On Fri, Jun 14, 2013 at 4:06 PM, Peter Todd <p...@petertodd.org> wrote:
> It strikes me that this would work best if the pool has a mempool with
> child-pays-for-parent support where conflicts *are* allowed.
> IE you record whatever transactions you know about, conflicting or not,
> calculate which ones gives you the most fees/kb, and then figure out
> which set of non-conflicting ones are optimal. Of course, "optimal" is
> the knapsack problem...
> Now you can easilly tell the miners working on shares for you which tx's
> would be optimal if they wish to know, and at the same time whatever
> shares they send you are most likely to include transactions in your
> mempool inventory, and thus they can send just tx hashes to reduce
> bandwidth.
> Part of the broader issue that when we send peers INV advertisements we
> should be telling them what the fee/kb is so our peers can prioritize
> properly. That'd also help for the case where you want to broadcast two
> transactions in a row, but the pair is only profitable because the
> second is paying the fee for the first.

Interesting proposals, particularly this last.  The net result impact
is, however, that which was criticized in at least one forum thread:

> Speaking of, the way we tell peers about new blocks is really
> suboptimal: we tell every peer, in no particular order, about a new
> block via a block INV message, and then we give them the new block in
> parallel. I was looking through comp-sci papers on optimal
> flood-fill/gossip algorithms for random graph networks and it appears
> that optimal is to spend all your bandwidth to send the message to your
> fastest peer first, followed by your next fastest and so on. This works
> best because you get the exponential growth scaling faster by
> propagating the message as "deep" as possible in the network, and it
> then can flood outwards from there. Just sorting the peer list by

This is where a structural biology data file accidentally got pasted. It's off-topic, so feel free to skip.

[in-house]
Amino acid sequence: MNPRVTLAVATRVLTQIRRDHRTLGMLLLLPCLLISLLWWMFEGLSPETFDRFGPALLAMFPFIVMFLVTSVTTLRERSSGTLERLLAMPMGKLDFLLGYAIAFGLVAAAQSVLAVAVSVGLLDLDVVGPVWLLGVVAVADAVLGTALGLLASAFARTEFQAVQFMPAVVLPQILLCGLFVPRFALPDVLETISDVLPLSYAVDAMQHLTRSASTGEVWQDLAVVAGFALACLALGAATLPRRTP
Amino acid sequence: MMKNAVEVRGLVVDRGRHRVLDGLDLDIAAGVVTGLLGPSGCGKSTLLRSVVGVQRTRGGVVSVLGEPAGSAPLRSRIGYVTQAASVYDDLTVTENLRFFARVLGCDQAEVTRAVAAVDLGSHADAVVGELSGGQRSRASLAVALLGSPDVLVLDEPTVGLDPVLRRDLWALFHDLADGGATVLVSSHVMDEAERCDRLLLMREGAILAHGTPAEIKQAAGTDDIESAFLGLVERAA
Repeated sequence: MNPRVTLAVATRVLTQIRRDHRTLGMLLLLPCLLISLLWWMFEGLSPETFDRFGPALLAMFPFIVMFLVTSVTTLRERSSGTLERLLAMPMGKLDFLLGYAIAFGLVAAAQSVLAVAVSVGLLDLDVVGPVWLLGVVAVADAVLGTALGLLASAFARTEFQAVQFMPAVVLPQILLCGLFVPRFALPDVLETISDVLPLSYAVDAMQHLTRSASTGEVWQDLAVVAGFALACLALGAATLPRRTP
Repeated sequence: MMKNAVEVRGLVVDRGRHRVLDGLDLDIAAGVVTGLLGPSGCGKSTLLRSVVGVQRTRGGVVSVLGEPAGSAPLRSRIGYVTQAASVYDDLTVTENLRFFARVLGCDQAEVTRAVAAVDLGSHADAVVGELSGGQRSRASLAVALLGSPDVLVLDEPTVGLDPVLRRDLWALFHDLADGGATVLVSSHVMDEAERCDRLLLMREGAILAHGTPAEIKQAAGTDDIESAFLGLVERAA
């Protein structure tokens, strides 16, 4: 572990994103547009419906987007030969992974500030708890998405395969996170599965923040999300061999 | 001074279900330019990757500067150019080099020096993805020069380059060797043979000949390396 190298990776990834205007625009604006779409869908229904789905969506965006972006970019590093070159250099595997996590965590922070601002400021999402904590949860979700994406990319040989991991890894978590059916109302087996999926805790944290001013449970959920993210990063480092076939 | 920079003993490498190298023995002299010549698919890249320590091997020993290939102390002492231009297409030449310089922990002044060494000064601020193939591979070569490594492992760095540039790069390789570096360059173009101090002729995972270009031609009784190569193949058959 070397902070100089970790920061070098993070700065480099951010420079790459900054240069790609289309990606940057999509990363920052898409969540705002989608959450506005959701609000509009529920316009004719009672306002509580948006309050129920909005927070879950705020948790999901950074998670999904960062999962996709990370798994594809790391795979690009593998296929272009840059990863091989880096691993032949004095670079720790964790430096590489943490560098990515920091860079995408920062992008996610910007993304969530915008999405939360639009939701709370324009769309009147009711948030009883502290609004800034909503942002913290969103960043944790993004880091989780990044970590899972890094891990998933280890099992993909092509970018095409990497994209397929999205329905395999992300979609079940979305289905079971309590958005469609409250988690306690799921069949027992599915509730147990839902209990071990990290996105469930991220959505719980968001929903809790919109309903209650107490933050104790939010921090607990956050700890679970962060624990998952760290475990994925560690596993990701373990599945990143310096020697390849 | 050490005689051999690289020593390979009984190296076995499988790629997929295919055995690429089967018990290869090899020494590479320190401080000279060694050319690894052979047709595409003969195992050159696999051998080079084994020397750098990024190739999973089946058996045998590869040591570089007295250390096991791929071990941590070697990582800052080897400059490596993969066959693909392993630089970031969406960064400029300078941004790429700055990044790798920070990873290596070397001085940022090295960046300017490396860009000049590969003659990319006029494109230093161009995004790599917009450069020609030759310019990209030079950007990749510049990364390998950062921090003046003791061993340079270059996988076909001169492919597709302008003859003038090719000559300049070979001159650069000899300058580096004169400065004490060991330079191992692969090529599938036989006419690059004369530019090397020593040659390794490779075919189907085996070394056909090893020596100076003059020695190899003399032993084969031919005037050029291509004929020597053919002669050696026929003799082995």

> #inv-recevied/time when doing INV pushes and when attending to incoming
> messages would probably be a big improvement.

In terms of packet size, I would like to look into the network-wide
costs of simply broadcasting block header + coinbase TX + TX list.  I
bet miners would love to opt into that.

>> > If the share does meet difficulty, hand it to both the pool and the
>> > local bitcoind. Should hand it to the pool first though, because the
>> > pool likely has the fastest block propagation, then hand it to local
>> > bitcoind. An optimized version may want to have some record of measured
>> > bandwidth - this applies Bitcoin in general too, although also has other
>> > issues.
>> Currently, BFGMiner is doing submission to the pool, waiting for a response,
>> then submitting to a local bitcoind. This is because the pool might need to
>> receive/record the share before it processes the block on bitcoind, or you
>> could lose credit for it. The response from the pool is rather small (a 
>> single
>> TCP packet), so this shouldn't delay much longer.
> Right, I guess the pool wants to be sure you were actually the one who
> found the share, rather than just someone who was lucky enough to see it
> on the network and submitted it as your own.
>> > ## Reducing bandwidth
>> >
>> > How about for normal shares we just pass the block header, and have the
>> > pool randomly pick a subset of transactions to audit? Any fraud cancels
>> > the users shares. This will work best in conjunction with a UTXO proof
>> > tree to prove fees, or by just picking whole shares randomly to audit.
>> Might as well just use higher difficulty shares (each one audited) for the
>> same effect. Block proposals allow the miner to tell the pool its transaction
>> set once (per txset change) for any number of shares.
> That's a good point - the current practice most pools seem to follow of
> about a share per second seems very excessive to me. On the other hand,
> it does have good user optics. The right solution might be something
> akin to P2Pool where the UI level is telling the user shares are being
> found so it's clear "stuff is happening", but under the hood only a
> small subset are ever sent to the pool.

With the onslaught of ASIC mining, most big pools are past a share per
second.  Variable difficulty or set-to-higher-difficulty quickly
became the norm, almost out of necessity.

Personally, I think most pools should target at _least_ 5-10 seconds
per share, no matter the strength of the miner.

Jeff Garzik
Senior Software Engineer and open source evangelist
BitPay, Inc.      https://bitpay.com/

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